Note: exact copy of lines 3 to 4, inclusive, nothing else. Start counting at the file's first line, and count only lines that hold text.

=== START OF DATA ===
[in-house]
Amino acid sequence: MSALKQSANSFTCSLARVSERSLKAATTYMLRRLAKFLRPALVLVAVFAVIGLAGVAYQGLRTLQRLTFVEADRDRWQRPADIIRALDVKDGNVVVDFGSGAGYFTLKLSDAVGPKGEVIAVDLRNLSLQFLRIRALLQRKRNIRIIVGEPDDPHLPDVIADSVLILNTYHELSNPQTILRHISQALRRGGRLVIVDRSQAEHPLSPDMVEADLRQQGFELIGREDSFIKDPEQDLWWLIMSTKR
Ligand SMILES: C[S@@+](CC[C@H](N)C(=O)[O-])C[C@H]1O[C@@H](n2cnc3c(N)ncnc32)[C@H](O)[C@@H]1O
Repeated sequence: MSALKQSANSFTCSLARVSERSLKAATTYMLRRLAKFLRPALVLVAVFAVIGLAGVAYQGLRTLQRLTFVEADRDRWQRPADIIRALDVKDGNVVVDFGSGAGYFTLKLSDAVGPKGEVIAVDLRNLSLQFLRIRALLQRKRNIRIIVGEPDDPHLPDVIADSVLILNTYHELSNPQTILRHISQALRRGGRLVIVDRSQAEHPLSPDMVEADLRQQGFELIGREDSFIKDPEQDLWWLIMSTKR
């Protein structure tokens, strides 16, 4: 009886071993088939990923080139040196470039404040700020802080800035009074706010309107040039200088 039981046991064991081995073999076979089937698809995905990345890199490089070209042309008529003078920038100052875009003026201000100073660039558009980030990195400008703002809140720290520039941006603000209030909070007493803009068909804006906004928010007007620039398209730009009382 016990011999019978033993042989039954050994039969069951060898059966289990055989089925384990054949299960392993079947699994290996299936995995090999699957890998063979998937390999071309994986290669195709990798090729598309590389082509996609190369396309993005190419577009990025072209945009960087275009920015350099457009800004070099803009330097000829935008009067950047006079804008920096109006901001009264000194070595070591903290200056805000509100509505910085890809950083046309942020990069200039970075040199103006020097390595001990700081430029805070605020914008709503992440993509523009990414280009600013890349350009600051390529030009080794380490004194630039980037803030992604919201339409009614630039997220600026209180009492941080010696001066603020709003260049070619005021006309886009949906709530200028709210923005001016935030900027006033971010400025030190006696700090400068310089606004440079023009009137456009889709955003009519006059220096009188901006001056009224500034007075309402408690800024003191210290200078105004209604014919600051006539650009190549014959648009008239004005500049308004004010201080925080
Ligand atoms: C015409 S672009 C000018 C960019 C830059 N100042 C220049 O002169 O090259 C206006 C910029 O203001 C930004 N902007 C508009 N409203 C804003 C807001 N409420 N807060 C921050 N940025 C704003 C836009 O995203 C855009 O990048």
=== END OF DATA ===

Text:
Ligand SMILES: C[S@@+](CC[C@H](N)C(=O)[O-])C[C@H]1O[C@@H](n2cnc3c(N)ncnc32)[C@H](O)[C@@H]1O
Repeated sequence: MSALKQSANSFTCSLARVSERSLKAATTYMLRRLAKFLRPALVLVAVFAVIGLAGVAYQGLRTLQRLTFVEADRDRWQRPADIIRALDVKDGNVVVDFGSGAGYFTLKLSDAVGPKGEVIAVDLRNLSLQFLRIRALLQRKRNIRIIVGEPDDPHLPDVIADSVLILNTYHELSNPQTILRHISQALRRGGRLVIVDRSQAEHPLSPDMVEADLRQQGFELIGREDSFIKDPEQDLWWLIMSTKR